It is true that Ordonez-Rojop also testified that the members of his community, including his former recruits and their parents, were angry because there was “no justice” as a result of the 1996 peace accords. There would be no reason for them to take their anger over the accords out on Ordonez-Rojop unless they associated him with the government in some way. A factfinder could infer that Ordonez-Rojop's persecutors based that association on his prior military service. But a factfinder could also have inferred that Ordonez-Rojop's persecutors associated him with the government because of his work recruiting and training young men in his community, which occurred after his military service had ended.3 Because we are required to “view the record evidence in the light most favorable to the [BIA's] decision and draw all reasonable inferences in favor of that decision,” Tan, 446 F.3d at 1374, we must infer they associated Ordonez-Rojop with the government for that reason. Viewed in that light, Ordonez-Rojop's testimony that members of his community attacked him because they felt there was “no justice” after the peace accords could support the BIA's finding that any persecution he has or might experience would not be based on his prior army service.

Likewise, Ordonez-Rojop's testimony that the recruits' parents brainwashed their children against him because the parents were “infiltrated with” the guerillas, being paid by the guerillas on the side, and thought Ordonez-Rojop was being paid by the government can be viewed two ways. The recruits' parents might have thought he was being paid by the government because he used to serve in the Guatemalan National Army. Or they could have thought the government was paying Ordonez-Rojop because he was in charge of recruiting and training young villagers to defend the village. Again, we are required to “draw all reasonable inferences in favor” of the BIA's conclusion, id. at 1374, and viewed in that light this evidence supports the BIA's finding that they were not motivated by Ordonez-Rojop's prior military service.

Finally, the fact that Ordonez-Rojop's family in Guatemala have been told “if he comes, he is ours” does not shed any light on why Ordonez-Rojop is being threatened. An applicant for withholding of removal must do more than demonstrate that he faces future persecution for some undefined reason. He must show that he faces future persecution on account of “his race, religion, nationality, membership in a particular social group, or political opinion.” Delgado, 487 F.3d at 860–61.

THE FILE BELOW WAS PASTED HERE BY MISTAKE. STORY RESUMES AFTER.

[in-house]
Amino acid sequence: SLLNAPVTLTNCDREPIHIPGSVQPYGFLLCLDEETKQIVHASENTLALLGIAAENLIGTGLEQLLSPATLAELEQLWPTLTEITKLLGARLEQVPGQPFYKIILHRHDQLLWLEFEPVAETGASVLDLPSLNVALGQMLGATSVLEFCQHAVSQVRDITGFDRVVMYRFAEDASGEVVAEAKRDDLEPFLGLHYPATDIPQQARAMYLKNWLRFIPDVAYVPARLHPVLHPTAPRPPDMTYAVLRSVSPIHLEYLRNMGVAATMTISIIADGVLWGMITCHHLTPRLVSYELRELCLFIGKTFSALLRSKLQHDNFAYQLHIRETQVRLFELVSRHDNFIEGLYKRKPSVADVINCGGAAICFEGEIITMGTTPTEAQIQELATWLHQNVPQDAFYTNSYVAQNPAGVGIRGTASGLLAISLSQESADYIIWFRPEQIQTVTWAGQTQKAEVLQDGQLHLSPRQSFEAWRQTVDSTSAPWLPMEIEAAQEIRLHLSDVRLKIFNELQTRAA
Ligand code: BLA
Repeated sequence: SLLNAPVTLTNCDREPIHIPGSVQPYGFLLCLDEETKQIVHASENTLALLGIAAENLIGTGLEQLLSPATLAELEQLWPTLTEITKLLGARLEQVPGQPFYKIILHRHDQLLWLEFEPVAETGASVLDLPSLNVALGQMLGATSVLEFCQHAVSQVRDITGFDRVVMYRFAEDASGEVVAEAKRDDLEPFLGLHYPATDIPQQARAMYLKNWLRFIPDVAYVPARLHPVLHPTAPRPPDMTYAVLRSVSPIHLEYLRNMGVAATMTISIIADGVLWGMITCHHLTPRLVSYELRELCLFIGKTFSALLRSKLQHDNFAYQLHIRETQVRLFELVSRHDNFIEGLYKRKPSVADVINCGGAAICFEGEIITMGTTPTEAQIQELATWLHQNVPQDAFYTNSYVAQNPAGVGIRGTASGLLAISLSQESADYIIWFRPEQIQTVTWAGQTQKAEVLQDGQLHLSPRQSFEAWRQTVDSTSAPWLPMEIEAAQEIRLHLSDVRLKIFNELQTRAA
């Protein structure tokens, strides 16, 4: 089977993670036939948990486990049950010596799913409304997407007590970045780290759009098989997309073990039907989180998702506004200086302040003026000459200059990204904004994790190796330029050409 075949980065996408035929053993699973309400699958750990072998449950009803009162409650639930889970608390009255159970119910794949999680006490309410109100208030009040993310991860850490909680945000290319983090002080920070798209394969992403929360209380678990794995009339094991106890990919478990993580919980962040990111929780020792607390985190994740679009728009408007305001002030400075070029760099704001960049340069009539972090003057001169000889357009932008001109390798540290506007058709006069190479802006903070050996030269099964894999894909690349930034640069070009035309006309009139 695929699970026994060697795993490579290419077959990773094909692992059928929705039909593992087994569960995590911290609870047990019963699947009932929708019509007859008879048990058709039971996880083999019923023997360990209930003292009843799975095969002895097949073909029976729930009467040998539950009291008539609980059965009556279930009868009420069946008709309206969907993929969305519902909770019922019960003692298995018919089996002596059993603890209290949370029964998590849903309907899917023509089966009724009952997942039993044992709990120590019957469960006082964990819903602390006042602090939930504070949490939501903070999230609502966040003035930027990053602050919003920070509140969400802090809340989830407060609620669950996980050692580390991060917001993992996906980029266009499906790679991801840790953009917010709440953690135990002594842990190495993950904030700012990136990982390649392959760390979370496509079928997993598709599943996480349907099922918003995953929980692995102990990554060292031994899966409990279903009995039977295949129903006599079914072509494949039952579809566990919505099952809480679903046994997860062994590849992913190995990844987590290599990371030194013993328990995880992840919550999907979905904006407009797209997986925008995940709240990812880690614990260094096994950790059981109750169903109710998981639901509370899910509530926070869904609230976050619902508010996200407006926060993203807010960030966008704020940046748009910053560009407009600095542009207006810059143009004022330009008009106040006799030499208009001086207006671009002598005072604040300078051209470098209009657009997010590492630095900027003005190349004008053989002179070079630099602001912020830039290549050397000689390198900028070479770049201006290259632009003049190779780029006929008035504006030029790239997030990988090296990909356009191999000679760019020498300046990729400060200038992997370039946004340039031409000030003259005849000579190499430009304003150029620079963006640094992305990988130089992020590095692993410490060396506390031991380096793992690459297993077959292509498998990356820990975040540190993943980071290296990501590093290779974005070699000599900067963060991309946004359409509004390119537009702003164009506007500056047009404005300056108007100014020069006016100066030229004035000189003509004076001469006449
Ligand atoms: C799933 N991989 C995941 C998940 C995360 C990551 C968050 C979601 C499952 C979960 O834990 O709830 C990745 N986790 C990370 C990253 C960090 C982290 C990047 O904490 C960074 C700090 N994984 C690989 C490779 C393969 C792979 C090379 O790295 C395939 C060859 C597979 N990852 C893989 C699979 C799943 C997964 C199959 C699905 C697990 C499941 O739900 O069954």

Because substantial evidence supports the findings of the BIA that Ordonez-Rojop has not been targeted in the past because of his prior military service and is not likely to be targeted on that basis in the future, we must deny his petition for review of the denial of his application for withholding of removal.



1.   The BIA also concluded that the threats against Ordonez-Rojop that were conveyed to him through his family while he was absent from Guatemala were not enough to demonstrate a likelihood of future persecution. But even if the threats were enough to demonstrate a likelihood of future persecution, Ordonez-Rojop would have to show that that persecution would be on account of a protected ground. As we will explain, substantial evidence supports the BIA's finding that he failed to make that showing.

2.   Because we conclude that substantial evidence supports the BIA's conclusion that Ordonez-Rojop has failed to show a nexus between his past persecution or any future persecution he fears and his prior army service, we need not — and therefore do not — decide whether we would affirm the IJ's finding that former members of the Guatemalan National Army amount to a “particular social group” under 8 U.S.C. § 1231(b)(3)(A). We assume for the purposes of this opinion that the IJ's finding on that point was correct.

3.   In his brief to this Court, Ordonez-Rojop suggests in passing that his membership in this “Civil Patrol” after he left the army could be the basis for his persecution, indicating that we should consider whether the “Civil Patrol” (or perhaps the group of former recruiters for the “Civil Patrol”) is a particular social group and whether he is eligible for withholding on the basis of that protected ground. Because he did not raise this argument before the BIA, it is unexhausted and we have no jurisdiction to consider it. Jeune v. U.S. Att'y Gen., 810 F.3d 792, 800, 802–03 (11th Cir. 2016) (“A petitioner has not exhausted a claim unless he has both raised the ‘core issue’ before the BIA and also set out any discrete arguments he relies on in support of that claim.”) (citations omitted).